To help you figure out whether you are overestimating or catastrophizing, ask yourself the following questions:

  • What would be so bad about that?

  • What would that lead to?

  • What would happen then?

Example of overestimating:

  • What am I afraid will happen when I go to the grocery? I’ll have a panic attack and won’t be able to breathe.

  • What would happen then? I would die.

Example of catastrophizing:

  • What am I afraid will happen when I ride the bus? I’ll get very scared.

  • What would be so bad about feeling scared? I would get so scared I would pass out.

  • What would be so bad about that? Other people would notice.

  • What would happen then? They might laugh or think something is seriously wrong with me.

Challenging overestimating:

First, it is important to realize that your thoughts are guesses about what will happen, not actual facts. Next, evaluate the evidence for or against your thoughts. Individuals with agoraphobia often confuse a possibility with a probability (for example, just because it can happen, doesn’t mean that it likely will). Here are some questions to ask yourself:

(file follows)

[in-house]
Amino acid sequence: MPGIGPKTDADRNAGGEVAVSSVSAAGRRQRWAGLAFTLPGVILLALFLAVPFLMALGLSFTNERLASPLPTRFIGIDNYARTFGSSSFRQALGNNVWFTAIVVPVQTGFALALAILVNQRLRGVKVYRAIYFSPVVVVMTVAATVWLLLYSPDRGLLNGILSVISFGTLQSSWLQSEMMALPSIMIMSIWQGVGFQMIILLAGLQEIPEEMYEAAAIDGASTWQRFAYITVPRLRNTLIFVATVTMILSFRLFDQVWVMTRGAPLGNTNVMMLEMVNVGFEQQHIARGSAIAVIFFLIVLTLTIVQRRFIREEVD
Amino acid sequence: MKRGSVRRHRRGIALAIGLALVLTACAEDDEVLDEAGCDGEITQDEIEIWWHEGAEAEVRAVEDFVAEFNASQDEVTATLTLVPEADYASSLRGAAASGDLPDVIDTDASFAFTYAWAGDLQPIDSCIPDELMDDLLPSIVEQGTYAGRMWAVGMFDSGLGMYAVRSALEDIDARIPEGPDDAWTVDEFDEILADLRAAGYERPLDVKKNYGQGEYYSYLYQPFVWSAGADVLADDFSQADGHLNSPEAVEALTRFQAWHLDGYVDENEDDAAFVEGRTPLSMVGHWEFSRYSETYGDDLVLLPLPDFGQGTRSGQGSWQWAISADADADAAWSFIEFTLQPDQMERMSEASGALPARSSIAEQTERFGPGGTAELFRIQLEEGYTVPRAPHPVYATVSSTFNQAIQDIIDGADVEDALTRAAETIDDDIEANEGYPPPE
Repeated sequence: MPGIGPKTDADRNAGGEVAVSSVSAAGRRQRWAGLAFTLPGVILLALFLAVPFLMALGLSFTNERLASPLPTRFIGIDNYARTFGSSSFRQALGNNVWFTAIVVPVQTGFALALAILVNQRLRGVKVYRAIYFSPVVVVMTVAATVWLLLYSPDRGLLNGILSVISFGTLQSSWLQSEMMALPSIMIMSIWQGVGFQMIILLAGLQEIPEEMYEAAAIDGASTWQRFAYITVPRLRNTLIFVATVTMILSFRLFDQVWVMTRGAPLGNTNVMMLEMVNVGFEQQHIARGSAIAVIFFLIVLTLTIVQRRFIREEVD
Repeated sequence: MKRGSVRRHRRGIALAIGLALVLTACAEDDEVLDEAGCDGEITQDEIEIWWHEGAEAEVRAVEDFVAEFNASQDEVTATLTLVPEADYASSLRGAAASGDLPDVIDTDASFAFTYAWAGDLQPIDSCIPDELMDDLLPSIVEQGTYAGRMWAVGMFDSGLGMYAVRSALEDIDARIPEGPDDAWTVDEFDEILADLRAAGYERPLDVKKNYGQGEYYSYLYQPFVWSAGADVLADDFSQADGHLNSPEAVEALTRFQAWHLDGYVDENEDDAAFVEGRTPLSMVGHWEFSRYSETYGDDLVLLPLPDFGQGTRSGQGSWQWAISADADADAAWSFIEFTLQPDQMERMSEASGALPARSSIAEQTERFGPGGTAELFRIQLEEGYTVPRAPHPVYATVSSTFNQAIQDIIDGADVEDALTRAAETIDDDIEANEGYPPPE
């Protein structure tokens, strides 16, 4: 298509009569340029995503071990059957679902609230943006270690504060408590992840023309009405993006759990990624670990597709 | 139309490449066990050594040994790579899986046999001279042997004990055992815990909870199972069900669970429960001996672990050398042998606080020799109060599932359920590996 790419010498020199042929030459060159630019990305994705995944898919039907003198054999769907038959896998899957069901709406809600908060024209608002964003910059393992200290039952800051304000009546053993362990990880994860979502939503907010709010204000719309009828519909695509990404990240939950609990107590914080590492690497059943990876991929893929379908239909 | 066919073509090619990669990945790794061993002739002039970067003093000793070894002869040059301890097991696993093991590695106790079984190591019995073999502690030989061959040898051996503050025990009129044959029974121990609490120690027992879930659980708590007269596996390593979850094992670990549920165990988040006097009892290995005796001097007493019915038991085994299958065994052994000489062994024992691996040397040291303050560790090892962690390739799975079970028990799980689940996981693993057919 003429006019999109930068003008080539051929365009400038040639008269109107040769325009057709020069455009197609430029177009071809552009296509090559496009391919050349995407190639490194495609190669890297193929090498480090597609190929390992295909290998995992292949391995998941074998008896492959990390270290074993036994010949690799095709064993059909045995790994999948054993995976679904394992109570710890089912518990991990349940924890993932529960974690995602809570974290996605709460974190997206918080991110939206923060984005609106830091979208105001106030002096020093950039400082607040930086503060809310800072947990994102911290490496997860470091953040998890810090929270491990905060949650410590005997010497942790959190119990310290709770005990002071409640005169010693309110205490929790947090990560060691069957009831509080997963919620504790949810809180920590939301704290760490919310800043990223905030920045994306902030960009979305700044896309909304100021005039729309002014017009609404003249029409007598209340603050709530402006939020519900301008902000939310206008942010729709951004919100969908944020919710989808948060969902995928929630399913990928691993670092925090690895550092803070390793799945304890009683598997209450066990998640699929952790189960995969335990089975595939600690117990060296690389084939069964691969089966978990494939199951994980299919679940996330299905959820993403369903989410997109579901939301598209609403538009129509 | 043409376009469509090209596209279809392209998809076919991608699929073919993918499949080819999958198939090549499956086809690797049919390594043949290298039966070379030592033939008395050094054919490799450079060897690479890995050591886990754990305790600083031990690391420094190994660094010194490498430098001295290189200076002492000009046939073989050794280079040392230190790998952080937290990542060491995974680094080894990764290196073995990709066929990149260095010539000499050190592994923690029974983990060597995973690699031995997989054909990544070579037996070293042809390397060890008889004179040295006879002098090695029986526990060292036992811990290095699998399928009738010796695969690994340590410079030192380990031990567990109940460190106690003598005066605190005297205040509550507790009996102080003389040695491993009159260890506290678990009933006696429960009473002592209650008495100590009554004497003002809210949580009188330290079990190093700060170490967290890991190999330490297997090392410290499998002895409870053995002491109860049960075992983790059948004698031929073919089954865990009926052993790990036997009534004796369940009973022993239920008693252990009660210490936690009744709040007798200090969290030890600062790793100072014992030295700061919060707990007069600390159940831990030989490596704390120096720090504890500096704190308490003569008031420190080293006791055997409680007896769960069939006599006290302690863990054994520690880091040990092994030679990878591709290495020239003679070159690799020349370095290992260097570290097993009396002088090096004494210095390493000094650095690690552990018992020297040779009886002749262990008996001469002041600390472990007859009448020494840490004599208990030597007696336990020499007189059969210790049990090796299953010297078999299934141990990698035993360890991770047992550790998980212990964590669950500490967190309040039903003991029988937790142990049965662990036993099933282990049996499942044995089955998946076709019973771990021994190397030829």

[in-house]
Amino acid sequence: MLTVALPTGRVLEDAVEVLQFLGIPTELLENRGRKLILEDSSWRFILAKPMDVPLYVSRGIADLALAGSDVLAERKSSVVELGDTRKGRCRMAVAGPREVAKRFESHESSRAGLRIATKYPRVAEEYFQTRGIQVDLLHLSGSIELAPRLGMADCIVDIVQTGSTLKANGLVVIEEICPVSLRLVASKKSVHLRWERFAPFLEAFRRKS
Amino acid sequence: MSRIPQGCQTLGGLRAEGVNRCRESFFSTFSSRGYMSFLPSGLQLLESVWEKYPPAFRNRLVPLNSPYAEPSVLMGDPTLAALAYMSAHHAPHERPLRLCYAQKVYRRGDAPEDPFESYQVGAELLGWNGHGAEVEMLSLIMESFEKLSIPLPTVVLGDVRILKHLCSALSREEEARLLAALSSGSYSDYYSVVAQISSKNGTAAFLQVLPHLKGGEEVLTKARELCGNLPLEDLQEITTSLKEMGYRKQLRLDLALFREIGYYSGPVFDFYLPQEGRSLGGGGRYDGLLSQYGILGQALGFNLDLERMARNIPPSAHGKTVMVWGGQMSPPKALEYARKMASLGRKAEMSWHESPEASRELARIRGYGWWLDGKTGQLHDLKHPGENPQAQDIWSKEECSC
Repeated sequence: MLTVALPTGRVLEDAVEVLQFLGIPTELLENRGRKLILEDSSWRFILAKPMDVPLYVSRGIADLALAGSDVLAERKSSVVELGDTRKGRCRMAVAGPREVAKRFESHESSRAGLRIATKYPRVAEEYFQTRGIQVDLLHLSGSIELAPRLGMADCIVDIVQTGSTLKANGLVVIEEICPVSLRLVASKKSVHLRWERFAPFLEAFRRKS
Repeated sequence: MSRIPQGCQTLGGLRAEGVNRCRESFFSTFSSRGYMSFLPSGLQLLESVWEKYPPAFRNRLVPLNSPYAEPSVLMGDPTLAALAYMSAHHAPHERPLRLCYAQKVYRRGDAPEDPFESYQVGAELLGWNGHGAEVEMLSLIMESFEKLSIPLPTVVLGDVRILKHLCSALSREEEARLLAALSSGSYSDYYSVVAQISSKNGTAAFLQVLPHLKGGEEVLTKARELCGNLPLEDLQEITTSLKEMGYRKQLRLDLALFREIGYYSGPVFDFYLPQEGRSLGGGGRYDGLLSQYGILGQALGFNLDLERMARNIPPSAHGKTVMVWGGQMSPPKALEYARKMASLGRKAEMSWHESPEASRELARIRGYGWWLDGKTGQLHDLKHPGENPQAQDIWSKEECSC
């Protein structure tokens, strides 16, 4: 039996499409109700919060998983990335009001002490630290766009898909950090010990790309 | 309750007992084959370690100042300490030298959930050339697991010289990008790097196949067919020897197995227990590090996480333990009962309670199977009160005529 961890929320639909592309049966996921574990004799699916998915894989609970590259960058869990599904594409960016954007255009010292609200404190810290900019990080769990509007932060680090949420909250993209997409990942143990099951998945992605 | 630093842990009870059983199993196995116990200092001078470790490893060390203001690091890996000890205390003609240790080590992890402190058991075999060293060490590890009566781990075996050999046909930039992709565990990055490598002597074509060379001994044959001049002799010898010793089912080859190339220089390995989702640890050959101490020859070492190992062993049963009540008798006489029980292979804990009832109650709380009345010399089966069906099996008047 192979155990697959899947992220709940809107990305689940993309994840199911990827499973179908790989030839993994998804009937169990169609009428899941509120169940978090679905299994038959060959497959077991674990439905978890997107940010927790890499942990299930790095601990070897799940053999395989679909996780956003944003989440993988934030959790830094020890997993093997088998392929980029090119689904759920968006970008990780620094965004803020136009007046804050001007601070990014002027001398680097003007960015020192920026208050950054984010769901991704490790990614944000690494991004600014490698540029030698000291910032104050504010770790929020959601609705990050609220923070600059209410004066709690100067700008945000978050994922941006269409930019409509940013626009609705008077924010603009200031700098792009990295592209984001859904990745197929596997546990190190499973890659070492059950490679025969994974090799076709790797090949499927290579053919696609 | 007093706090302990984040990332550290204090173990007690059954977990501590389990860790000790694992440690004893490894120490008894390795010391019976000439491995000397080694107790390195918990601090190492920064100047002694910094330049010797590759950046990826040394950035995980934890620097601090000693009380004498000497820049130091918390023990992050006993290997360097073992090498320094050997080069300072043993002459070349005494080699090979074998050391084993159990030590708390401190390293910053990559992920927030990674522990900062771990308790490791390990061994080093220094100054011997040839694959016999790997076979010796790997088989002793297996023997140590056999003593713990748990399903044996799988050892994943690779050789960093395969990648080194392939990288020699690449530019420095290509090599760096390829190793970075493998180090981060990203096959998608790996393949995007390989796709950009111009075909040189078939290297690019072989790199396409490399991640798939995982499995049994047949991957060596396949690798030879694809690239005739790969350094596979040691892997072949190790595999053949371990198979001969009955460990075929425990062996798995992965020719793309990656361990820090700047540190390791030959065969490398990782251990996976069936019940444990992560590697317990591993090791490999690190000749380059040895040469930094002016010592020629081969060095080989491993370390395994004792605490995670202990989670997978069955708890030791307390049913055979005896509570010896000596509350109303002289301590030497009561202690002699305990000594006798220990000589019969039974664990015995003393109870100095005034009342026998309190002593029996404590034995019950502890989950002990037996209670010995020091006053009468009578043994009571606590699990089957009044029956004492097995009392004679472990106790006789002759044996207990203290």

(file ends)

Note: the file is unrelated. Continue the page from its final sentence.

• How many times have I had this when thinking about going out or being out?

  • How many times has it actually happened?

  • Next time I have this thought, how likely is it that it will really happen?

It is helpful to realize that some of the things you fear are VERY unlikely to occur. Even though you have had this thought many times, it has not come true.


  • What am I afraid will happen? When I’m at the grocery store, I am afraid that I will have a panic attack and won’t be able to breathe or that I’ll die.

  • How many times have I had this thought when I am at the grocery store? A lot!

  • How many times has it actually happened? Never. Even when it feels like I am going to die, nothing bad has happened. However, what if THIS is the time it happens?

  • How many times have I had that thought? Many times.